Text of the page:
Campaign for Loudoun's Future: Promoting Sensible Limits on Future Growth
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What is Grandfathering?

What is "grandfathering"?
Grandfathering is a legislative decision by the Board of Supervisors to retain old zoning regulations for land applications beyond what is protected by state law. (For existing protections under state law, see information on vested rights in the next answer.)
Recent subdivision applications in the rural area

What must a landowner do under Virginia law to claim a vested right?
By an amendment to the state zoning law passed by the legislature in 1998, a landowner has a vested right to improve his property according to existing zoning rules only if he meets three specific requirements:

1) The landowner must have obtained a "significant affirmative governmental act," as early in the land application process as preliminary subdivision approval for development of that specific property.

2) The landowner must have "relied in good faith" on that government action.

3) The landowner must have already incurred "substantial expenses" in pursuing the actual construction of that specific, approved project. So, for example, if a landowner has received a valid building permit and has started construction of a house, the county cannot order him to tear down the house or stop construction, even if it does not conform to the new zoning regulations.

In such cases, the landowner is said to have a "vested right" that cannot be affected by subsequent government action to make those specific, previously approved improvements.

Is purchasing a property with the intention of developing it sufficient to claim a vested right to develop that property?
Definitely not. Simply buying land, or incurring expenses necessary to file an application for development (for example, conducting perc or well tests, or preliminary engineering studies for a subdivision prior to filing an application) is not sufficient under Virginia state law. The law explicitly requires that "substantial expenses" or "extensive" financial obligations must be incurred on the specific project for which approval has been obtained. The Attorney General of Virginia reiterated in a 2004 decision that a landowner has no vested rights merely in an "anticipated use" of his land and no property right to have a parcel's current zoning status remain unchanged.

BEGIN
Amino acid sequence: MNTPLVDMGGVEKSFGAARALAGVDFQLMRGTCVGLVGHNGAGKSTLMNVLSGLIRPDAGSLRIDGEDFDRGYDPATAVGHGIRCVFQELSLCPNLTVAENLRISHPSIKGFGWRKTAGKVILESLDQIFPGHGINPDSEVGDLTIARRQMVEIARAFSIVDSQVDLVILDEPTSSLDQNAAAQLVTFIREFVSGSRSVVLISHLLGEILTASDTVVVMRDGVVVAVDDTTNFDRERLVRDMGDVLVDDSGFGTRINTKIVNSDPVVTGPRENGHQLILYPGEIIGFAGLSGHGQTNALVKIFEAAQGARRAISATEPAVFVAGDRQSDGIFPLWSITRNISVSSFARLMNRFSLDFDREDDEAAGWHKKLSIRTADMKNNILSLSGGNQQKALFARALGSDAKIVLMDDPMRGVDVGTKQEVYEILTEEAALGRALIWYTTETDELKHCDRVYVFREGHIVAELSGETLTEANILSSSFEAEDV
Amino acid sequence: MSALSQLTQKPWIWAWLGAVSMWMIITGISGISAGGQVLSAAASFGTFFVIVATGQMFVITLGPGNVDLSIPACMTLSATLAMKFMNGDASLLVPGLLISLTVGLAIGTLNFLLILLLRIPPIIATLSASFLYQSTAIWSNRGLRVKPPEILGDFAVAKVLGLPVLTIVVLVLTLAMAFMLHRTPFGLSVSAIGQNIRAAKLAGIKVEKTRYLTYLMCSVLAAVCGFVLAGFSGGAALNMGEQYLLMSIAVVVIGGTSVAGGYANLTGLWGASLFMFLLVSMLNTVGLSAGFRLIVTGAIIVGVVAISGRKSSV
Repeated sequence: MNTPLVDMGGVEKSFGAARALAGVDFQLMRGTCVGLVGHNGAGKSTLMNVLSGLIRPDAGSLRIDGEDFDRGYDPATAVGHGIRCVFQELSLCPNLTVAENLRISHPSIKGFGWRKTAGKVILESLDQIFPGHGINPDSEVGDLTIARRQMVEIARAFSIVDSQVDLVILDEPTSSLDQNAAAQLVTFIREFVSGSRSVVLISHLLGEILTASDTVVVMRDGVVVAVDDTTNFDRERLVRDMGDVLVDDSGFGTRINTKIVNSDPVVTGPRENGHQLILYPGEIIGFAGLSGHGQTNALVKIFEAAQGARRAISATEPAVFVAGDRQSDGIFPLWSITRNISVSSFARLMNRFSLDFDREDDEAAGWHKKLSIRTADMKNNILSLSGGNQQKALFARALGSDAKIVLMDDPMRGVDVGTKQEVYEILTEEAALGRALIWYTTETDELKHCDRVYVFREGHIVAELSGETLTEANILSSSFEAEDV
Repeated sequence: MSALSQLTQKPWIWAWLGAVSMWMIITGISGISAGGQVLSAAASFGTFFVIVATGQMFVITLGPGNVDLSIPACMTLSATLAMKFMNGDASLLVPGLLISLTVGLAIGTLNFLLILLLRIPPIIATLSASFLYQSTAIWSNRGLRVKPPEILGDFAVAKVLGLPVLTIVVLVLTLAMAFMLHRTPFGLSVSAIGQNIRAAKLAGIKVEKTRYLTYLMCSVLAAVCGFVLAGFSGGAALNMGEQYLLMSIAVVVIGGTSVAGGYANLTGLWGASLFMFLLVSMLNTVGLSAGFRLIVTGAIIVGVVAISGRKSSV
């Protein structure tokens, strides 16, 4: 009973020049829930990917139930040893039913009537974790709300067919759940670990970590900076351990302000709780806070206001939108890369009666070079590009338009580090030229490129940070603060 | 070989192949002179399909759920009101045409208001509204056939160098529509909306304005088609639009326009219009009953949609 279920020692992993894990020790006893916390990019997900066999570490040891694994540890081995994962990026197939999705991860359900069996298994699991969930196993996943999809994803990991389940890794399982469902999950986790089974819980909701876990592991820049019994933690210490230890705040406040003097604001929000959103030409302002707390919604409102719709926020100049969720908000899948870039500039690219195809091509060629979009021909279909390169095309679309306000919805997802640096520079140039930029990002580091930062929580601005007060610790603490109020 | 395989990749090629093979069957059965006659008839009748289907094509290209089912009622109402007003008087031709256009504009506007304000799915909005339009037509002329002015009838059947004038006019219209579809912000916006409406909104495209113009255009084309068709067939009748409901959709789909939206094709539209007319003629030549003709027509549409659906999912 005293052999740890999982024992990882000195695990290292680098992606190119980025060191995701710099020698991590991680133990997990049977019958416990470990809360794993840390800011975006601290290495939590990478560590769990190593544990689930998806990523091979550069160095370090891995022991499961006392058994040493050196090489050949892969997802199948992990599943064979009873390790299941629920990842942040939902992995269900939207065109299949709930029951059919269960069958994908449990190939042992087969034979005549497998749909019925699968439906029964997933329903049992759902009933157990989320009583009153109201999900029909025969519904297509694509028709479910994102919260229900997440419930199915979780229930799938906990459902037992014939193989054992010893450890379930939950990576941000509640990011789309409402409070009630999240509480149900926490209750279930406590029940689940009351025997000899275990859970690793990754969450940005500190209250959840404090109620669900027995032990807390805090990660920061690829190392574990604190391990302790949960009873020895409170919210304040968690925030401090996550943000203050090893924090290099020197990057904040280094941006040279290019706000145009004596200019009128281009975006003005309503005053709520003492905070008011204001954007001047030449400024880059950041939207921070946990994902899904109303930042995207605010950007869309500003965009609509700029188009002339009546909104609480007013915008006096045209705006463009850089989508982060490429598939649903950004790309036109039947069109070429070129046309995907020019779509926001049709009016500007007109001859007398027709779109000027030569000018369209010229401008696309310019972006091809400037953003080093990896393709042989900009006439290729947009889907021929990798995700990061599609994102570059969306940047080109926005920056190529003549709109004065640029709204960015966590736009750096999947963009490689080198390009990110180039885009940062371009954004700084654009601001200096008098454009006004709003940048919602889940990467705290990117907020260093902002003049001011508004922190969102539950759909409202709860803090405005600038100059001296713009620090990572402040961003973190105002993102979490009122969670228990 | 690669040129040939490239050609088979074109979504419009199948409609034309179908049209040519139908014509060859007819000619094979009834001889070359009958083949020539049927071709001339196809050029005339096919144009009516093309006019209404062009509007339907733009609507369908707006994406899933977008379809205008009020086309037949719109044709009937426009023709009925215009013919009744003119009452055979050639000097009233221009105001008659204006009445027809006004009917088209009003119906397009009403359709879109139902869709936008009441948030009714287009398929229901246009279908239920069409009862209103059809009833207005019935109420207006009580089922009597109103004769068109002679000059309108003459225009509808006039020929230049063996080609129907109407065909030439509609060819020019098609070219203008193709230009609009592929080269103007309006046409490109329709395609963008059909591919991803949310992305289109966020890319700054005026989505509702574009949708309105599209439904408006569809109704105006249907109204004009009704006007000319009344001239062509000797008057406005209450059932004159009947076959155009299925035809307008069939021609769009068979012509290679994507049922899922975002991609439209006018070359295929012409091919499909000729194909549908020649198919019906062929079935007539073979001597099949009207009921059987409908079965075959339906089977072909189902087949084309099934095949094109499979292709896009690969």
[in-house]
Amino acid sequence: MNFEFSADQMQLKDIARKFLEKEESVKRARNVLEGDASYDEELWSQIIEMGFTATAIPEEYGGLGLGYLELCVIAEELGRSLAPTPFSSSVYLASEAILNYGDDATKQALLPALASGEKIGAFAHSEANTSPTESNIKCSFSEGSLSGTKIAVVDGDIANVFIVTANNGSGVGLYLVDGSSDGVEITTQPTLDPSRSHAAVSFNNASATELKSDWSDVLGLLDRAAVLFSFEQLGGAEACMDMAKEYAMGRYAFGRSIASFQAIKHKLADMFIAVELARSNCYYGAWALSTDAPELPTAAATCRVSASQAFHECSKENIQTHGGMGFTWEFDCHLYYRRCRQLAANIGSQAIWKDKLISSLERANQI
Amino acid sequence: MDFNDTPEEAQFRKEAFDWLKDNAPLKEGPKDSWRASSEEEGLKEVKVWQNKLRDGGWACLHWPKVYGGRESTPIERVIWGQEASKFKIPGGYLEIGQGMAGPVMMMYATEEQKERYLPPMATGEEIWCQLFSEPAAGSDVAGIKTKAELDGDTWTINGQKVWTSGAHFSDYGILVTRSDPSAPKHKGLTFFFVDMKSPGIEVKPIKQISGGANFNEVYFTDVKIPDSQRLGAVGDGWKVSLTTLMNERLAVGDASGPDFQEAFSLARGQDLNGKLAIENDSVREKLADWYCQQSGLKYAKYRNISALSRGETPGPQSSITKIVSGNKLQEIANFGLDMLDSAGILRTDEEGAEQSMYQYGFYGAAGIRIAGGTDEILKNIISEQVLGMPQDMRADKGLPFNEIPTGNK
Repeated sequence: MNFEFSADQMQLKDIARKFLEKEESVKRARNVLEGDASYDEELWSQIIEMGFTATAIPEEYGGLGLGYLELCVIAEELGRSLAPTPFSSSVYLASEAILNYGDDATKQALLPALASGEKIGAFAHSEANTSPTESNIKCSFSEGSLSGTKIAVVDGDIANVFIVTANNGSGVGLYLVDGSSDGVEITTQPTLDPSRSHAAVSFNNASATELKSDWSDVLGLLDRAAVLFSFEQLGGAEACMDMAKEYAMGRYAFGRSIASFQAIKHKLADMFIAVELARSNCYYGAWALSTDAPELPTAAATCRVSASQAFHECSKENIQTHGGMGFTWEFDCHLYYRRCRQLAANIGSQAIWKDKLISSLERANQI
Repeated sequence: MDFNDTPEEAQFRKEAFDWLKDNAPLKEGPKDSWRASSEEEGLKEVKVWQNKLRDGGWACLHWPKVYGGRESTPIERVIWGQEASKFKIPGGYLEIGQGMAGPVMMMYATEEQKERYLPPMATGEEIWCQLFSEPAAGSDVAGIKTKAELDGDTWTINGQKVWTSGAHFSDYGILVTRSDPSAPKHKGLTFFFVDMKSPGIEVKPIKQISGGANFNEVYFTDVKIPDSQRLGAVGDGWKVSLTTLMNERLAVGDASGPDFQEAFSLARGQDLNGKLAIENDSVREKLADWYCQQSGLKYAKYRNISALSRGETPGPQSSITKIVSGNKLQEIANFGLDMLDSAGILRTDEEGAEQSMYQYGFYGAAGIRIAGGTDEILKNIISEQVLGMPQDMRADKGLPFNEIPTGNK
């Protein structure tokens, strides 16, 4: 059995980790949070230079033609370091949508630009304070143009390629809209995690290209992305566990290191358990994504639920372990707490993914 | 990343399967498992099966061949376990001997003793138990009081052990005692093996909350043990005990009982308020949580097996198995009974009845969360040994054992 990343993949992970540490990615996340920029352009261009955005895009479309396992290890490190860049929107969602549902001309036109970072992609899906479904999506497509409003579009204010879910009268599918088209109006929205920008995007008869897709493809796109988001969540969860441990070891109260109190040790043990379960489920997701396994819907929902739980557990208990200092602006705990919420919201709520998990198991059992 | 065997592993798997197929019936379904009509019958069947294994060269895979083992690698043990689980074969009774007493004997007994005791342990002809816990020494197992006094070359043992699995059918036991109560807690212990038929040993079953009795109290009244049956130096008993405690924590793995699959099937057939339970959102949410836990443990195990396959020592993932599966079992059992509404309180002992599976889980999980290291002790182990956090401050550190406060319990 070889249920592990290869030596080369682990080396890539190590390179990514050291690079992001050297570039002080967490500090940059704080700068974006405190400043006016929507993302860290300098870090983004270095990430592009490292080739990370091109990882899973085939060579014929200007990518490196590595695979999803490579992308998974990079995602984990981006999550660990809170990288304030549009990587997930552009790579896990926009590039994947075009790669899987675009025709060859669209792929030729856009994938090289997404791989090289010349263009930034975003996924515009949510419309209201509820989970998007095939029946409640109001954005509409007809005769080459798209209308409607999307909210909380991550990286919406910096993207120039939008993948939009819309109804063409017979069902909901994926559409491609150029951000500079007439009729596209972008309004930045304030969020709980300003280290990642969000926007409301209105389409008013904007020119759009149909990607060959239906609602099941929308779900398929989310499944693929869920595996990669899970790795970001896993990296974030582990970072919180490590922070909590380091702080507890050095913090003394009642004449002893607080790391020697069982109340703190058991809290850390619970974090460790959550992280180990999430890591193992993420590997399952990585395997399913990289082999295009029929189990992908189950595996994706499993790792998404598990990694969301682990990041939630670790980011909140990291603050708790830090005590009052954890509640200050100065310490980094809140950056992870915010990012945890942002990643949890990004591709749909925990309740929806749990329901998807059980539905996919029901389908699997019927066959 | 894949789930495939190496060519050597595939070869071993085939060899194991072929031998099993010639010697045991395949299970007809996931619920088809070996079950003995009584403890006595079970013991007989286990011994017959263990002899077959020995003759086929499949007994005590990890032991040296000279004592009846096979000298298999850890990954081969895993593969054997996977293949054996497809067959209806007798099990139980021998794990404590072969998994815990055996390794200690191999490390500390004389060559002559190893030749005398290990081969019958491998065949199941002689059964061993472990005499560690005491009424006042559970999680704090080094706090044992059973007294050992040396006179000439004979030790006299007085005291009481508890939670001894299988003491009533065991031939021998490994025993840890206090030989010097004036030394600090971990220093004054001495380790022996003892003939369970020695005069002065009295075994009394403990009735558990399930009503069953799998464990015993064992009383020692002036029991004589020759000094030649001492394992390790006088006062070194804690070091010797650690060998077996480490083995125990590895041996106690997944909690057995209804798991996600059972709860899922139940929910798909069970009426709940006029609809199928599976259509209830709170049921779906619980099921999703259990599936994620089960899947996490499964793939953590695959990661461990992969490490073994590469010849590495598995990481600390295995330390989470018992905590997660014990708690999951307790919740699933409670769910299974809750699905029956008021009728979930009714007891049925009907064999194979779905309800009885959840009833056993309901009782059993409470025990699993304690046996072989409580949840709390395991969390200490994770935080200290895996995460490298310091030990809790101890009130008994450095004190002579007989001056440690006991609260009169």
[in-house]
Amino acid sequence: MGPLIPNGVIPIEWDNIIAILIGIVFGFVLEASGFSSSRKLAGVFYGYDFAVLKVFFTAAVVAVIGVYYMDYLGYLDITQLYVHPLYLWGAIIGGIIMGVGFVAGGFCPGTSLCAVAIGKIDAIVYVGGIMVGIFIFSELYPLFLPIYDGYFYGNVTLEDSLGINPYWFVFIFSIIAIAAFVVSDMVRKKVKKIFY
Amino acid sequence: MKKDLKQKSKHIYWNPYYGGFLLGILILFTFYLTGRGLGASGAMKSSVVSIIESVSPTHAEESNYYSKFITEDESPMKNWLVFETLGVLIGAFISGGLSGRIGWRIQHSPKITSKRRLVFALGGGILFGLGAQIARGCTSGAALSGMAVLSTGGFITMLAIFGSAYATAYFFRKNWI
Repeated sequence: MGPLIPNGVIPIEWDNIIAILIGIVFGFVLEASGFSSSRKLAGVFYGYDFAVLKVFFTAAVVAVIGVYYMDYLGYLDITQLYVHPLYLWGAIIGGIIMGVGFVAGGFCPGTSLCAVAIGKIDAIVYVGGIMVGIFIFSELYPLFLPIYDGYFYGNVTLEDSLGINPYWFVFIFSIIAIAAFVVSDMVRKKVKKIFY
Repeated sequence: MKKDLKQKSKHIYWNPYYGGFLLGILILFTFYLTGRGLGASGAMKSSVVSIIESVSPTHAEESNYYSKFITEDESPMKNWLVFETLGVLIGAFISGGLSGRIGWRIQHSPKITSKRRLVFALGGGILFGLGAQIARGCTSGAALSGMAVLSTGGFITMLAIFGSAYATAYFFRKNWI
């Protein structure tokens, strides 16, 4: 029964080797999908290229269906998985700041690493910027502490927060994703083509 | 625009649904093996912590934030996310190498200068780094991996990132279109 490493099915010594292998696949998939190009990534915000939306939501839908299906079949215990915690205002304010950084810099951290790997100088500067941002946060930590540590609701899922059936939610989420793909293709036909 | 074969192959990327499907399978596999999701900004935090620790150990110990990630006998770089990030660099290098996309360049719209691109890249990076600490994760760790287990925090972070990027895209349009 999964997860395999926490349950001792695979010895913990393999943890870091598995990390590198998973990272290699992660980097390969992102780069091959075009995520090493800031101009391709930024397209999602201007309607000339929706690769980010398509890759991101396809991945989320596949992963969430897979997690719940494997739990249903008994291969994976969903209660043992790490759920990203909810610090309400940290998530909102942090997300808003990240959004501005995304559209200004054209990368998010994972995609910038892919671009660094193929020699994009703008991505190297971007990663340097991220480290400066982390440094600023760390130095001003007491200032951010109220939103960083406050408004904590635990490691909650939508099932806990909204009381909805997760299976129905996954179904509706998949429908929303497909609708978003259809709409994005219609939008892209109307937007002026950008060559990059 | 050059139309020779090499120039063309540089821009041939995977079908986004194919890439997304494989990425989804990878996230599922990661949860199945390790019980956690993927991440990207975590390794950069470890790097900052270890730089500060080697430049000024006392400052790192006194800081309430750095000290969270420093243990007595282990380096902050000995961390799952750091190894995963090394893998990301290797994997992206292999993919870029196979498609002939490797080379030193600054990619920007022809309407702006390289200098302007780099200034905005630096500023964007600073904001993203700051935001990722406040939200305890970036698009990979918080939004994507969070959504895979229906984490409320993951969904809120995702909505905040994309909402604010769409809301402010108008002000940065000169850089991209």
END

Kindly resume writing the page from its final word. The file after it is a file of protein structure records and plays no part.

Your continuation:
What is the Planning Commission proposing?
In contrast to the letter and spirit of Virginia state law, the Loudoun County Planning Commission has recommended opening a huge loophole that would "grandfather" hundreds of subdivision plans that were hurriedly filed in the last year. Under the Planning Commission proposal, now under review by the Board of Supervisors, even applications that have not yet been fully approved for preliminary subdivision at the time the new rural zoning ordinance is adopted would be exempted from the new rules.

How many houses could be built in western Loudoun under this proposed "grandfather clause" loophole?
In March 2005, the zoning of much of rural Loudoun County reverted to A-3, or one house per three acres, when the previous rural zoning ordinance was invalidated on a procedural technicality. Even though the Board of Supervisors quickly made known its intention to correct this procedural flaw and reinstate rural zoning to limit development, hundreds of developers rushed to try to get site plans approved before the lower density limits could be reinstated. There are currently pending applications for more than 1,000 new lots in western Loudoun seeking to exploit this loophole.

What is wrong with the Planning Commission's grandfather proposal?
Virginia state law already recognizes that as a matter of fairness and equity, landowners who have played by the rules and acted in good faith should not be penalized when zoning policy changes. The developers who rushed to file applications for high-density development in western Loudoun during the last year have been trying to take advantage of a legal loophole that they knew would be open for only a limited time. They took a gamble that they could have their applications approved before lower-density rural zoning was reinstated. Now that that window is about to close, they are trying to save that losing gamble by having the law changed specially for them. Grandfathering these applications, beyond current protections under the state law, is fundamentally unfair to the overwhelming majority of landowners who have played by the rules.




Our Rural Economy

What is the rural economy?
The rural economy benefits ALL of Loudoun
Loudoun's rural economy is booming
Why zoning protects the rural economy
What's at stake
A Suburban Viewpoint
Why rural Loudoun matters
What is Grandfathering?
Timeline of Important Events
Glossary of Planning Terms
Links & Resources
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